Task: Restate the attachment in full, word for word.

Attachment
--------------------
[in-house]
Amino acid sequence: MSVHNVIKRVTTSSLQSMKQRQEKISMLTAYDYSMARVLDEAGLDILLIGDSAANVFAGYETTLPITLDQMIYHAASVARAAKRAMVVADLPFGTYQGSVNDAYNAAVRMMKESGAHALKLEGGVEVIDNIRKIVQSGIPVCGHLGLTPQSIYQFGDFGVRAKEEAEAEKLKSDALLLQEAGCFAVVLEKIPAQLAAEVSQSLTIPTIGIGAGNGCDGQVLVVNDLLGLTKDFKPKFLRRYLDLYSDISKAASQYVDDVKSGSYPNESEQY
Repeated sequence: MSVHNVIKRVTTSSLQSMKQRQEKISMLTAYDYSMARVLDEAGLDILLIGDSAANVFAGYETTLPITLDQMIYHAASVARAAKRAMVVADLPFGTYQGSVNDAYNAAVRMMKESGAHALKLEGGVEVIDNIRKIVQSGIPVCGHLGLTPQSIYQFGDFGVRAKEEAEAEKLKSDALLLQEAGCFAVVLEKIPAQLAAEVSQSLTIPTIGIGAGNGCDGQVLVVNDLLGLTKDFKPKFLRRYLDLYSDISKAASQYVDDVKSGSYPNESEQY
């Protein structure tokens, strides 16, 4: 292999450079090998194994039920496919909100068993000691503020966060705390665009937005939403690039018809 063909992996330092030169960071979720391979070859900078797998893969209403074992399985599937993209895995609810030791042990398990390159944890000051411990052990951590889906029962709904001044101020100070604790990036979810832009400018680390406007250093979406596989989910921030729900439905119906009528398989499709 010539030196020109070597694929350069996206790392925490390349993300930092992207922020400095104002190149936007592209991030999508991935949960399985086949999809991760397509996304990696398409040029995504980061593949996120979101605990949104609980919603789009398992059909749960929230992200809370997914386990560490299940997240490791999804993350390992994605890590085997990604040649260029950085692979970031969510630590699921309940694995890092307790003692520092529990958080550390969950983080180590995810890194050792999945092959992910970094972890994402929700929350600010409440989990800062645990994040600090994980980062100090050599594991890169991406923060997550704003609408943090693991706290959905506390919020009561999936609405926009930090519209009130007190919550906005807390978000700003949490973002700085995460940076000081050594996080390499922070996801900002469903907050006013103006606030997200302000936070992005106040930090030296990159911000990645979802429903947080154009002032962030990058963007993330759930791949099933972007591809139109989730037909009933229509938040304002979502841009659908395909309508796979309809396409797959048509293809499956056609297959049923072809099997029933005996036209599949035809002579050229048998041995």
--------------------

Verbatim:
[in-house]
Amino acid sequence: MSVHNVIKRVTTSSLQSMKQRQEKISMLTAYDYSMARVLDEAGLDILLIGDSAANVFAGYETTLPITLDQMIYHAASVARAAKRAMVVADLPFGTYQGSVNDAYNAAVRMMKESGAHALKLEGGVEVIDNIRKIVQSGIPVCGHLGLTPQSIYQFGDFGVRAKEEAEAEKLKSDALLLQEAGCFAVVLEKIPAQLAAEVSQSLTIPTIGIGAGNGCDGQVLVVNDLLGLTKDFKPKFLRRYLDLYSDISKAASQYVDDVKSGSYPNESEQY
Repeated sequence: MSVHNVIKRVTTSSLQSMKQRQEKISMLTAYDYSMARVLDEAGLDILLIGDSAANVFAGYETTLPITLDQMIYHAASVARAAKRAMVVADLPFGTYQGSVNDAYNAAVRMMKESGAHALKLEGGVEVIDNIRKIVQSGIPVCGHLGLTPQSIYQFGDFGVRAKEEAEAEKLKSDALLLQEAGCFAVVLEKIPAQLAAEVSQSLTIPTIGIGAGNGCDGQVLVVNDLLGLTKDFKPKFLRRYLDLYSDISKAASQYVDDVKSGSYPNESEQY
């Protein structure tokens, strides 16, 4: 292999450079090998194994039920496919909100068993000691503020966060705390665009937005939403690039018809 063909992996330092030169960071979720391979070859900078797998893969209403074992399985599937993209895995609810030791042990398990390159944890000051411990052990951590889906029962709904001044101020100070604790990036979810832009400018680390406007250093979406596989989910921030729900439905119906009528398989499709 010539030196020109070597694929350069996206790392925490390349993300930092992207922020400095104002190149936007592209991030999508991935949960399985086949999809991760397509996304990696398409040029995504980061593949996120979101605990949104609980919603789009398992059909749960929230992200809370997914386990560490299940997240490791999804993350390992994605890590085997990604040649260029950085692979970031969510630590699921309940694995890092307790003692520092529990958080550390969950983080180590995810890194050792999945092959992910970094972890994402929700929350600010409440989990800062645990994040600090994980980062100090050599594991890169991406923060997550704003609408943090693991706290959905506390919020009561999936609405926009930090519209009130007190919550906005807390978000700003949490973002700085995460940076000081050594996080390499922070996801900002469903907050006013103006606030997200302000936070992005106040930090030296990159911000990645979802429903947080154009002032962030990058963007993330759930791949099933972007591809139109989730037909009933229509938040304002979502841009659908395909309508796979309809396409797959048509293809499956056609297959049923072809099997029933005996036209599949035809002579050229048998041995």